February 18, 2005

None and Zero Are Different

Frito-Lay's got a website. You may have seen it - it proclaims thus:
0 Grams Trans Fats
Frito-Lay adding 0 Grams Trans Fats message to Tostitos products. There's a link for more.

Take the link, and here's what you get.
In the coming months, the "0 grams trans fat" message will appear on other Frito-Lay snacks including Lay's, Ruffles, Doritos, Fritos and Cheetos.

"Consumers today are becoming increasingly aware of foods containing trans fats," said Stephen Quinn, chief marketing officer, Frito-Lay. "Frito-Lay is now adding the '0 grams trans fat' message on the front of the bag to help consumers make informed snacking choices."
Back up a bit before I get into why I'm writing this. Trans fats are created by hydrogenation, and they were at the supposed healthier alternative to saturated fat. You know it as margarine versus butter. But they're not the most natural thing, and debate has sometimes swayed the opposite and stood in the corner with butter (if one must partake).

So, if consumers are to be concerned - and they should be. WebMD and others agree that there's no known "safe" intake amount of trans fats, would you not want to avoid them at all - or almost at all - if given the choice? The answer to this also appears to be yes - trans fat content will appear on nutrition labels in 2006, by law.

Many companies are jumping the gun on this - affixing proud labels to their pristine products. Frito-Lay's not the exception. But it's not telling the whole story.

Zero grams doesn't mean none.

How does one currently identify trans fats within a packaged product? Well, companies such as Frito-Lay who are meeting the requirement early put the number of grams within the nutrition label. But, as I stated, this isn't everything. You read the nutrition label and stop, and you figure "none." You read the ingredients, however, and the answer is "not exactly."

The words "partially hydrogenated x oil" (x is often soybean) indicate the presence of trans fats? Check this out.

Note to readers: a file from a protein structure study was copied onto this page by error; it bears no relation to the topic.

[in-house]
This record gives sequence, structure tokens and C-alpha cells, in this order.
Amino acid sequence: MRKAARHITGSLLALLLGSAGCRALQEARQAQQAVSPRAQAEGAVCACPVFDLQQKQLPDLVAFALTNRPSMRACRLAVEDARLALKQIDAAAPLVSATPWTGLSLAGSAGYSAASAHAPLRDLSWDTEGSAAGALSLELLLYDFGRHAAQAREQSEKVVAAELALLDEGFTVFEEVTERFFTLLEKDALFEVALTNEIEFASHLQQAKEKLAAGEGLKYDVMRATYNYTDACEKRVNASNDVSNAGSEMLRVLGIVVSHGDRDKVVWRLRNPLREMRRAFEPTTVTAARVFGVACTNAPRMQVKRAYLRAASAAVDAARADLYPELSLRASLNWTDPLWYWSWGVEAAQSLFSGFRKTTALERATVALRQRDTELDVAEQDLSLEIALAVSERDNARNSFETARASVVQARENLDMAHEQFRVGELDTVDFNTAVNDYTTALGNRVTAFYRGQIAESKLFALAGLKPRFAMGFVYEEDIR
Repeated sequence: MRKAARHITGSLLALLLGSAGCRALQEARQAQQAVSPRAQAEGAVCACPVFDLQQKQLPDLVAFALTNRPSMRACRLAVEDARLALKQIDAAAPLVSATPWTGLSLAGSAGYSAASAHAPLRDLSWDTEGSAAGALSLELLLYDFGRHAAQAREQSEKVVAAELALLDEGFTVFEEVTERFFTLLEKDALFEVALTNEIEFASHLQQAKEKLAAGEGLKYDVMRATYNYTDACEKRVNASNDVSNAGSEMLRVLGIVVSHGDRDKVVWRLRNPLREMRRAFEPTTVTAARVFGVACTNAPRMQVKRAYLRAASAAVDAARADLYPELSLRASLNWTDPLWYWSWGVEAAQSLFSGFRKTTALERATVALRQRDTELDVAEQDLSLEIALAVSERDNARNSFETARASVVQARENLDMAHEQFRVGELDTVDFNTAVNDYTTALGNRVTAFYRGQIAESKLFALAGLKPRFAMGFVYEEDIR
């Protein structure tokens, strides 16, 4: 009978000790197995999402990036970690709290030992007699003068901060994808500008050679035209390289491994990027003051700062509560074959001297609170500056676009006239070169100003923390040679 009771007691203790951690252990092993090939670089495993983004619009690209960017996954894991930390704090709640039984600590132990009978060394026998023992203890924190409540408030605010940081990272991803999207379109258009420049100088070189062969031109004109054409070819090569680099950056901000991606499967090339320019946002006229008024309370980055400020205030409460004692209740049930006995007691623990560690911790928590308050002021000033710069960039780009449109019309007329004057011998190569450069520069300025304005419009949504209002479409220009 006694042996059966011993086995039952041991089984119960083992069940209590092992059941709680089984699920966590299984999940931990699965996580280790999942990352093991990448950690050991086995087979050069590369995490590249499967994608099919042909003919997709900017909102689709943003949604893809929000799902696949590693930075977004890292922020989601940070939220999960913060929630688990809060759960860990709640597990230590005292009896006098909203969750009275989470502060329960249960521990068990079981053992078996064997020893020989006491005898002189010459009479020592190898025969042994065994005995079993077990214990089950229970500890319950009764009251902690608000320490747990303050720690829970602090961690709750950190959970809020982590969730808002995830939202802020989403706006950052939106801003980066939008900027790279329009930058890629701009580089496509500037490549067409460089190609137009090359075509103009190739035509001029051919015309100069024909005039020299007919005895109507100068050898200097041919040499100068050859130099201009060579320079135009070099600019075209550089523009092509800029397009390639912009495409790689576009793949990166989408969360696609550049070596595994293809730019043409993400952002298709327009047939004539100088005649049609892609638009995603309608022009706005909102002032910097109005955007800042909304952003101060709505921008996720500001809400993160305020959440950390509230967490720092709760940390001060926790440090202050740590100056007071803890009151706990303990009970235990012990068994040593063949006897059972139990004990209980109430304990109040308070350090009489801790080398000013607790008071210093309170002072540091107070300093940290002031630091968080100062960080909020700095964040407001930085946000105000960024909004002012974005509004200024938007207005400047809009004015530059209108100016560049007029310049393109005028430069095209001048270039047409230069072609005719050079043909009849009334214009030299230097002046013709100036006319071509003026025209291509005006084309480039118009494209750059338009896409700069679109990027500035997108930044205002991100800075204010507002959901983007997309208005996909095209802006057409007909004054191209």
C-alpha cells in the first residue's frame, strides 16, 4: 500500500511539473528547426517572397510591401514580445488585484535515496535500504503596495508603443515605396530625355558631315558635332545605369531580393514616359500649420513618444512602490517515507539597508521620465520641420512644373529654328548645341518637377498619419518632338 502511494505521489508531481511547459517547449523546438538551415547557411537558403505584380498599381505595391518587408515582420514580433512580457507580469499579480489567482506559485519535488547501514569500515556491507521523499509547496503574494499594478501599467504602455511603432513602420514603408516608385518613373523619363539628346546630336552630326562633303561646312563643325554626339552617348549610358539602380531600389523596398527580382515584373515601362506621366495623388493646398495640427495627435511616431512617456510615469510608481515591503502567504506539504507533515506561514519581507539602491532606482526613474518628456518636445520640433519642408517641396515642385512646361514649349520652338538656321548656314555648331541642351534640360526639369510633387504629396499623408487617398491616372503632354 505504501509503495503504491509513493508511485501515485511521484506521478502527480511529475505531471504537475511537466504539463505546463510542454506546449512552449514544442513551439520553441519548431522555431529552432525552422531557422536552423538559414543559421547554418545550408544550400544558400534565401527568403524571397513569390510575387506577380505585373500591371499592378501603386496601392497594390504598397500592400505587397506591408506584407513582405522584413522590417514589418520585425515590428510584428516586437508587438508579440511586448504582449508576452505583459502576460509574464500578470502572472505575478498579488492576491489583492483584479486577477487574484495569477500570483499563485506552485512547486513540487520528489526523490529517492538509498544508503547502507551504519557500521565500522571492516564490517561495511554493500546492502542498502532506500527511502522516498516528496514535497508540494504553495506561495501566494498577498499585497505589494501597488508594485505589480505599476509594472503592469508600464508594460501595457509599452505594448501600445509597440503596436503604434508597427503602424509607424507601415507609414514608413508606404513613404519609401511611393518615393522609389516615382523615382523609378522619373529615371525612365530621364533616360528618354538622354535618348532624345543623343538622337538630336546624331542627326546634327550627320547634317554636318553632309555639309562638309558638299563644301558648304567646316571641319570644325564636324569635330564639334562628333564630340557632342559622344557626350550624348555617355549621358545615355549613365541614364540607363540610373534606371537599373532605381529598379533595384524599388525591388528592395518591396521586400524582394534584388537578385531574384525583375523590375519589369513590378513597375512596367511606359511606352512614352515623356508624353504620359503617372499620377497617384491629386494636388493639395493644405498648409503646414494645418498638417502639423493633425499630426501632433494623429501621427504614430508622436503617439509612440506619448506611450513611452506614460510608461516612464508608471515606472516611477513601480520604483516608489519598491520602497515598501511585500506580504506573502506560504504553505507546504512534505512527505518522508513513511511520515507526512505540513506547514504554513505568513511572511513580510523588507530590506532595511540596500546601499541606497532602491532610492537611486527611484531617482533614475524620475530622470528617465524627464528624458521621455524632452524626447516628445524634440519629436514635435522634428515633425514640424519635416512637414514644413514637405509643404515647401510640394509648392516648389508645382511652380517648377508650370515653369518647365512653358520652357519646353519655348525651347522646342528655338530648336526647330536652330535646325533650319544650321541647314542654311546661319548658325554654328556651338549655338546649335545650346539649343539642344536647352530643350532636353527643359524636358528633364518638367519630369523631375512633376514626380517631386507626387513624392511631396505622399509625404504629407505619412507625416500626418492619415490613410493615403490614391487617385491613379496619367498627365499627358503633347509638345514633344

Do you see it? I tried to leave the images big enough so that Partially Hydrogenated Soybean Oil stood out for you.

Stinkers. They're making a big deal out of something that is true to labelling standards (less than .5 grams) but doesn't satisfy me, the one who's trying to make the label-mentioned "Smart Choice."

Tostitos bags say the same thing but truly have 0 grams - no mention of hydrogenation.

If you didn't click into the WebMD link, here's what the most important part says:
How much trans fat is safe? No one really knows. Kava says that the prestigious Institute of Medicine reported that there isn't enough research yet to recommend a safe amount of trans fats. "We know that like saturated fats, trans fats can raise bad cholesterol but there is conflicting data about what it does to good cholesterol," she says. "I wish the data were stronger."

The FDA, while requiring manufacturers to put the amount of trans fats on nutrition labels, will not require a % daily value (DV) for trans fat because there is not enough information at this time to establish a such a value, she says. Food labels do offer such information about saturated fats.

Nabisco Wheat Thins completely removed this type of fats from the product. The result? Crunches just a bit different, but still very tasty. Its advertising claim is also 0 grams trans fat. And it's not kidding.

Just thought you should know.

hln Just thought I'd bring it up.

Posted by hln at February 18, 2005 05:13 PM | Nutrition | TrackBack

Cool. Thanks.

Posted by: Harvey at February 19, 2005 12:59 PM

I noticed that about Wheat Thins a couple of weeks ago. Now that they're not trans-fatty, I'll have to eat more!! :)

Posted by: Princess Jami at February 22, 2005 11:12 AM